A chicken sampled at a state monitoring site in Stanton was found to have the mosquito-borne disease on August 2.
Chickens kept at 24 monitoring stations statewide are checked for West Nile Virus every two weeks. Last week was the first sign of the virus in the chickens. Earlier this year, the virus was found in three wild crows in New Castle County and one in Kent County. State health officials say there are indicators that 2012 could be a bad year for West Nile.
“The 2012 mosquito-disease transmission season is really only beginning, but preliminary indications suggest that 2012 might be a worse transmission year across the country than usual,” said Dr. William Meredith, Mosquito Control Section Administrator. In order to help Mosquito Control stay on top of areas where the bugs are increasing, Meredith says residents should report “intolerable numbers” of biting mosquitoes to the state at 302-836-2555 for New Castle and northern Kent County including Dover, or 302-422-1512 for Sussex and southern Kent County.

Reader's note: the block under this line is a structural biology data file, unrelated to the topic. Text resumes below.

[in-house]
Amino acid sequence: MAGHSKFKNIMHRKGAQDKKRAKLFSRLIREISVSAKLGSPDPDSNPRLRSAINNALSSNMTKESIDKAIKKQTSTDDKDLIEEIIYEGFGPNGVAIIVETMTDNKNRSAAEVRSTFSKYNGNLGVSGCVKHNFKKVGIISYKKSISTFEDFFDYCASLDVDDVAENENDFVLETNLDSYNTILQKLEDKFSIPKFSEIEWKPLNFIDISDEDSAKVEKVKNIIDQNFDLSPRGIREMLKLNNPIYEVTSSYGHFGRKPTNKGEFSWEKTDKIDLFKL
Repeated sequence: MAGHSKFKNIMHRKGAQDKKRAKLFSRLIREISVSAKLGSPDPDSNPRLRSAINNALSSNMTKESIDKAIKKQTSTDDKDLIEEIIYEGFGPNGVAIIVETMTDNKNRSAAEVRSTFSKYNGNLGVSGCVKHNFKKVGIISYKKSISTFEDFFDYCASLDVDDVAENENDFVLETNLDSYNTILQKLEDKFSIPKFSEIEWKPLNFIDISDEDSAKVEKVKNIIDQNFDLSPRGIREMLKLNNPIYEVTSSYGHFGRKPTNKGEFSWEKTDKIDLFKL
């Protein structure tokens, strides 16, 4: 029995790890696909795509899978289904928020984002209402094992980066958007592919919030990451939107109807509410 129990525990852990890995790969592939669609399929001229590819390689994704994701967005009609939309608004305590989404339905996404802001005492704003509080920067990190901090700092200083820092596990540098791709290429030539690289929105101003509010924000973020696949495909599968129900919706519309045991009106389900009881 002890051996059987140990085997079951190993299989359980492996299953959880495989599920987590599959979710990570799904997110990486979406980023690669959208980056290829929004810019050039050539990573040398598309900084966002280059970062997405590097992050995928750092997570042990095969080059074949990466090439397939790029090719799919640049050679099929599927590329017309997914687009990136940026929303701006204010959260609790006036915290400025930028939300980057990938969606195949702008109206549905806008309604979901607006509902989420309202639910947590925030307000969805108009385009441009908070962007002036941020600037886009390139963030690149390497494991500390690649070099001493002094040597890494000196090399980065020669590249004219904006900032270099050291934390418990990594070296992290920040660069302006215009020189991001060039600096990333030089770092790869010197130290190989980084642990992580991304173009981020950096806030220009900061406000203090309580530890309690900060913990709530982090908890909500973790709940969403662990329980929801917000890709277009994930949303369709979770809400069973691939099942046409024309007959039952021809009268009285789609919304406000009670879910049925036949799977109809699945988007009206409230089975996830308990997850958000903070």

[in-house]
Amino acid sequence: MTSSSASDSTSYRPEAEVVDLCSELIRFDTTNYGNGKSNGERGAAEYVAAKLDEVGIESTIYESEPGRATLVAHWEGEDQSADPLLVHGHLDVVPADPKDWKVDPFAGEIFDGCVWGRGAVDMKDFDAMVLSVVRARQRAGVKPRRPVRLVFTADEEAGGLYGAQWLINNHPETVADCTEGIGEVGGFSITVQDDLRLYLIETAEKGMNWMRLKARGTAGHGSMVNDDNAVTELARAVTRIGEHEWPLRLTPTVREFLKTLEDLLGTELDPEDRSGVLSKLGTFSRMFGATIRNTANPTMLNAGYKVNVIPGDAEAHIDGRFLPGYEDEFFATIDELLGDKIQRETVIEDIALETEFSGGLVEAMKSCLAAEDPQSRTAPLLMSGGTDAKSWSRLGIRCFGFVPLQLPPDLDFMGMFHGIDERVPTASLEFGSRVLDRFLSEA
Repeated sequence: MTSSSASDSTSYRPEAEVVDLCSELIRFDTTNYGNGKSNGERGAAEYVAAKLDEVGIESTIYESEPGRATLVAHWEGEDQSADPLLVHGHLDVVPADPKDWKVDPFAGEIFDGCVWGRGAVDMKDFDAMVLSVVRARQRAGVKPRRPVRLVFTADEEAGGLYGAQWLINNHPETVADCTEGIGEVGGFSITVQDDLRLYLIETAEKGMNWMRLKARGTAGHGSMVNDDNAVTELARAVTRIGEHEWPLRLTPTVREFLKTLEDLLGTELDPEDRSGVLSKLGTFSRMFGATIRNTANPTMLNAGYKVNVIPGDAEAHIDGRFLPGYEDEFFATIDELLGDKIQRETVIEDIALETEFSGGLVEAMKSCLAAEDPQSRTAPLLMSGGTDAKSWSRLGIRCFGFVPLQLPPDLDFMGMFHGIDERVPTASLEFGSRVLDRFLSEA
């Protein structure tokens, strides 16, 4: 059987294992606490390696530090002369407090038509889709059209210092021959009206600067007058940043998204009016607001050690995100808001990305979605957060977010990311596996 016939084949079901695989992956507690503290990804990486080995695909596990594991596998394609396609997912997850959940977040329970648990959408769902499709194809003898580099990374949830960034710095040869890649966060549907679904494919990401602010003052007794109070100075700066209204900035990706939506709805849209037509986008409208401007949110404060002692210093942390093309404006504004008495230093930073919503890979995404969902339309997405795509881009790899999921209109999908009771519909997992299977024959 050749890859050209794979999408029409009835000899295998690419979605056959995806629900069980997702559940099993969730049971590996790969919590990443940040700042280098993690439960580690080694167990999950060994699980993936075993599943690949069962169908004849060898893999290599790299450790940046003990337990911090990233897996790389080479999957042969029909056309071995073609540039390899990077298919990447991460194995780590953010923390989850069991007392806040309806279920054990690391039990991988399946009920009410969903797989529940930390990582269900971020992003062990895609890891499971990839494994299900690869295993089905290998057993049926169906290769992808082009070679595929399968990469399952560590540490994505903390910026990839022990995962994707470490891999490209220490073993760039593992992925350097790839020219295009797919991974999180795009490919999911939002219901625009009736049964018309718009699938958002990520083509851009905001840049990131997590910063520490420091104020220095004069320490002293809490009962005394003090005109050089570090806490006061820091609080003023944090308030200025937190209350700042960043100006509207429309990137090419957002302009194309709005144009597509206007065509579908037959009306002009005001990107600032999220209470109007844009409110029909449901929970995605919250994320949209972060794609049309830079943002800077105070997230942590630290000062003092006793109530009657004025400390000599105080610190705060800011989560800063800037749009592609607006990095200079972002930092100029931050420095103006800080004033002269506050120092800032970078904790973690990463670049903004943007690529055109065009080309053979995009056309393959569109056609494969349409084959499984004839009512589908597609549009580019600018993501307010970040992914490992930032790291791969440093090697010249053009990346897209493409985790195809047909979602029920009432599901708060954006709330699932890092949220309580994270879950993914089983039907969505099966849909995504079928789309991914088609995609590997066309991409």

The worst West Nile outbreak happened in 2003 when there were 9,862 human cases and 264 deaths nationwide. That was also the worst outbreak year for Delaware as well, with 17 confirmed human cases and two fatalities.
Symptoms of West Nile Virus can be similar to a mild flu. About 20 percent of victims develop fever, body and muscle aches, headache, nausea, vomiting and rash. A very small percentage develop severe neurological disease resulting in meningitis or encephalitis. That small percentage of patients are usually elderly.